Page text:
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symbol_tables

The Nanoverse symbol tables

This page is accurate as of Nanoverse v1.0.0-a6. If you are using a later version, some aspects may have changed.

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The Nanoverse dictionary contains all of the vocabulary needed to use Nanoverse to its fullest capabilities. It is highly recommended that you use the dictionary instead of crawling around in the symbol tables!

If, for some reason, you actually want to see how the Nanoverse compiler works, then this document will give you the information necessary to get your bearings.

Base package

In the document that follows, all packages are relative to nanoverse.compiler.pipeline.translate.symbol. So if I say control.run.ProjectSymbolTable, I actually mean:

nanoverse.compile.pipeline.translate.symbol.control.run.ProjectSymbolTable

Class vs instance symbol tables

The first thing to know is that there are two kinds of symbol tables. One is for a particular kind of thing, and describes the parameters of that thing. We call that an instance symbol table. The second kind of symbol table is called a class symbol table. A class symbol table contains a list of possible instances that you can use. We will give some concrete examples below.

Instance symbol tables

With one exception, all instance symbol tables have class names ending with InstSymbolTable. If you see that ending, you know with 100% certainty that this is an instance symbol table, and that it describes the parameters that a thing can take.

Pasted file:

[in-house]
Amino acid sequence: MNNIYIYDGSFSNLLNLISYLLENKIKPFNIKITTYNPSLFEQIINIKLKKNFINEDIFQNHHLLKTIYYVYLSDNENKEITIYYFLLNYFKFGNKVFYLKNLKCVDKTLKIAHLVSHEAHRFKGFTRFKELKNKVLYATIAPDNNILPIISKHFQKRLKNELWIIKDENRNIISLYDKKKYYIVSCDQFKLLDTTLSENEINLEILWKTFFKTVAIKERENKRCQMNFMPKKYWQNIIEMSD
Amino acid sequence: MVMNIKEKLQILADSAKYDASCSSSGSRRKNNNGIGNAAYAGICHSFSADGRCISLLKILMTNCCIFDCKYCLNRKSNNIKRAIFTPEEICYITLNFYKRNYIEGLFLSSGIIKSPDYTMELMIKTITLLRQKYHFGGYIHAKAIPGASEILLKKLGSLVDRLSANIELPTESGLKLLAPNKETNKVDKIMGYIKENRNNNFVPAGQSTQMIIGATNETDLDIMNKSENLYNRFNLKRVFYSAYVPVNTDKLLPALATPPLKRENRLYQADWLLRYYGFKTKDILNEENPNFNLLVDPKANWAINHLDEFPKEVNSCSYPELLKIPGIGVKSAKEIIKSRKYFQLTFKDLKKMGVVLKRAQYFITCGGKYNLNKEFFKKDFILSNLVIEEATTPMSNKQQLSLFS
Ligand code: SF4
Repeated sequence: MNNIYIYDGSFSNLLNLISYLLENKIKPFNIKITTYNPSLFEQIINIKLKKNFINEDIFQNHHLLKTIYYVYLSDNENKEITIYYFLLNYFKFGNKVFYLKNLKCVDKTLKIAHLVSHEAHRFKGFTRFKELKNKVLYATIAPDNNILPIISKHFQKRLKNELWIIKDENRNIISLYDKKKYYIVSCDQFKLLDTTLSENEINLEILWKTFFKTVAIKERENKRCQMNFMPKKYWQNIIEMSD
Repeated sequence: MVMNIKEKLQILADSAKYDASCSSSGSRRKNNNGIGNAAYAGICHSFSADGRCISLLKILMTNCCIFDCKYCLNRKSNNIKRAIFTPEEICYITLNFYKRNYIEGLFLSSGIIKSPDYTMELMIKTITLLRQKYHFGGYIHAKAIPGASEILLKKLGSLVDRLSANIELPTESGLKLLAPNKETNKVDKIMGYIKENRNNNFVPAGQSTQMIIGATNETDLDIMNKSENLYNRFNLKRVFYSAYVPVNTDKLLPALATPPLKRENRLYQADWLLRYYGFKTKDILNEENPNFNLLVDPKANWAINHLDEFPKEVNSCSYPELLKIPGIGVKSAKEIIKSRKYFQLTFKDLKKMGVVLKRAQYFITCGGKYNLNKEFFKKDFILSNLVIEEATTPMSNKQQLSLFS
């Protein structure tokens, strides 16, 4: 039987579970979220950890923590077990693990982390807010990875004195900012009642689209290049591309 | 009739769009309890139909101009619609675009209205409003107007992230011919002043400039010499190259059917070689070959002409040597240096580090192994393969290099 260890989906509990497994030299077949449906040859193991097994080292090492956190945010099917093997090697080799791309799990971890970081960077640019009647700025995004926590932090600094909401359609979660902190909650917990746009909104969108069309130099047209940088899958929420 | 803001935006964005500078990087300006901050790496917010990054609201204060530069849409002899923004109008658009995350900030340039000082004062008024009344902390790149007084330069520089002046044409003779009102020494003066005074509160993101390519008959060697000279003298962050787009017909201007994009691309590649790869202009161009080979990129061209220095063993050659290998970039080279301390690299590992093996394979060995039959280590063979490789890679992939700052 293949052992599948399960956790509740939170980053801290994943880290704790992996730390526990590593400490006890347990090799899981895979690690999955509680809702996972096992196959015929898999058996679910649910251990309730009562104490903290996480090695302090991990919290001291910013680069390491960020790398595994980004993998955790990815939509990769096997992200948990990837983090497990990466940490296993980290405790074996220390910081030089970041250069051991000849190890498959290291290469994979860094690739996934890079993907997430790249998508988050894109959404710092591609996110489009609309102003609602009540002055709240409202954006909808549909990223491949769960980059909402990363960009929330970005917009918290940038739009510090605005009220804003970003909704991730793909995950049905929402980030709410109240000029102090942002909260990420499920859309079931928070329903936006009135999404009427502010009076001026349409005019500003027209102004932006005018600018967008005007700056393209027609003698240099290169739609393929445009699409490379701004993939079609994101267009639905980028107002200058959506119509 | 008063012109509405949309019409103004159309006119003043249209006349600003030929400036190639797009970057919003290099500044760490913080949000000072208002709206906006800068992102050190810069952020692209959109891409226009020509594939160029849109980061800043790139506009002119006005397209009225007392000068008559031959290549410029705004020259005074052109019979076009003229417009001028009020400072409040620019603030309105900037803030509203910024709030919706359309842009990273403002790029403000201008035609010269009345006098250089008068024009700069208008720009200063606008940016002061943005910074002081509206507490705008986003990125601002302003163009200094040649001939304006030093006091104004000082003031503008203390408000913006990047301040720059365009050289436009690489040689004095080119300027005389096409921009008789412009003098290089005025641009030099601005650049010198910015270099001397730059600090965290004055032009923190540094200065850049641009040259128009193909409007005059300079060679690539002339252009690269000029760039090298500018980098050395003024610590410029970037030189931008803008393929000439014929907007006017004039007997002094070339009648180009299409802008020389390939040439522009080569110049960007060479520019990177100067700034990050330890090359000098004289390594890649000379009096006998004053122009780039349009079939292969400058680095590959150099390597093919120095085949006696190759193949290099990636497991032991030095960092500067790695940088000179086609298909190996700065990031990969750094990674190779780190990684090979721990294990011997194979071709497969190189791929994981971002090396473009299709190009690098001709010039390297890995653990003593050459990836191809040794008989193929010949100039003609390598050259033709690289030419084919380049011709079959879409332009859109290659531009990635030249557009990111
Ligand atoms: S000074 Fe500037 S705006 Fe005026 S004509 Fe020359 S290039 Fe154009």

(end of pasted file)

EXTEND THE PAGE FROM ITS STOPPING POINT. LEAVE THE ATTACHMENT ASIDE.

The one exception is ProjectSymbolTable, which is the top level symbol table. See "Project structure" for more on that particular table.

A more typical example is process.discrete.TriggerProcessInstSymbolTable, which represents the Trigger process. The Trigger process causes an agent or agents to perform an action.

Reading an instance symbol table

Look near the top of the file. There is a line that reads:

public class TriggerProcessInstSymbolTable extends DiscreteProcessInstSymbolTable<TriggerProcess> {

The part that follows extends is important. It tells you that this is no ordinary instance symbol table–it is a DiscreteProcess symbol table in particular. We will discuss the significance of that shortly.

Instance members (parameters)

The next method is called resolveMembers. This method is used to identify the parameters of this symbol. There is a line for each parameter–somewhere. Notice that the first line of this method is:

HashMap<String, MemberSymbol> ret = super.resolveMembers();

This says, in so many words, “take the list of members from this class' superclass and add the following to it.” The superclass is the word that follows extends in the line beginning public class. The superclass of TriggerProcessInstSymbolTable is DiscreteProcessInstSymbolTable. We'll be taking a look at that in a moment, but first let's finish with TriggerProcess.

We see that it lists four parameters:

behavior(ret);
skipVacantSites(ret);
requireNeighbors(ret);
filter(ret);

Let's look at filter in more detail.

Parameter definitions

The parameter filter is defined in the following method:

private void filter(HashMap<String, MemberSymbol> ret) {
  ResolvingSymbolTable rst = new FilterClassSymbolTable();